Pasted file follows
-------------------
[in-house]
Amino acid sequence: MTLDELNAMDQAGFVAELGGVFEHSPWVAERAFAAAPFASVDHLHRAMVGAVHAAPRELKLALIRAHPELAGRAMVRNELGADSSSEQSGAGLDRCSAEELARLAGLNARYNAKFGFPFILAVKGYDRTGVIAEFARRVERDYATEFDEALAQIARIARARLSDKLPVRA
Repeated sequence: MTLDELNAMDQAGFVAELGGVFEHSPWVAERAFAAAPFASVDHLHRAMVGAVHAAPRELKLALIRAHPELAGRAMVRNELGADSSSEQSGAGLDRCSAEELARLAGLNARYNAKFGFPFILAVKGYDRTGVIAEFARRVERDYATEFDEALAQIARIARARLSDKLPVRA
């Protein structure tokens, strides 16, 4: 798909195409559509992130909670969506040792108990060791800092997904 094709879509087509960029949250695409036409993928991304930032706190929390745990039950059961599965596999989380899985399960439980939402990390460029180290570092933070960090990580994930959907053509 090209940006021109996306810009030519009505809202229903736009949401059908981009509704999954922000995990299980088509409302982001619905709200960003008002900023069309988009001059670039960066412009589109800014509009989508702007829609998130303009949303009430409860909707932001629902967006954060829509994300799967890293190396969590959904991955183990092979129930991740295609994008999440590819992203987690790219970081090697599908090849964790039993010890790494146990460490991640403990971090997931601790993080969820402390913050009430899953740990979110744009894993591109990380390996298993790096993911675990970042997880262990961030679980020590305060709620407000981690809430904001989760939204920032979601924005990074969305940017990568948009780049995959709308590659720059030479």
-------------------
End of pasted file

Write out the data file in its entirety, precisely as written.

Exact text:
[in-house]
Amino acid sequence: MTLDELNAMDQAGFVAELGGVFEHSPWVAERAFAAAPFASVDHLHRAMVGAVHAAPRELKLALIRAHPELAGRAMVRNELGADSSSEQSGAGLDRCSAEELARLAGLNARYNAKFGFPFILAVKGYDRTGVIAEFARRVERDYATEFDEALAQIARIARARLSDKLPVRA
Repeated sequence: MTLDELNAMDQAGFVAELGGVFEHSPWVAERAFAAAPFASVDHLHRAMVGAVHAAPRELKLALIRAHPELAGRAMVRNELGADSSSEQSGAGLDRCSAEELARLAGLNARYNAKFGFPFILAVKGYDRTGVIAEFARRVERDYATEFDEALAQIARIARARLSDKLPVRA
């Protein structure tokens, strides 16, 4: 798909195409559509992130909670969506040792108990060791800092997904 094709879509087509960029949250695409036409993928991304930032706190929390745990039950059961599965596999989380899985399960439980939402990390460029180290570092933070960090990580994930959907053509 090209940006021109996306810009030519009505809202229903736009949401059908981009509704999954922000995990299980088509409302982001619905709200960003008002900023069309988009001059670039960066412009589109800014509009989508702007829609998130303009949303009430409860909707932001629902967006954060829509994300799967890293190396969590959904991955183990092979129930991740295609994008999440590819992203987690790219970081090697599908090849964790039993010890790494146990460490991640403990971090997931601790993080969820402390913050009430899953740990979110744009894993591109990380390996298993790096993911675990970042997880262990961030679980020590305060709620407000981690809430904001989760939204920032979601924005990074969305940017990568948009780049995959709308590659720059030479």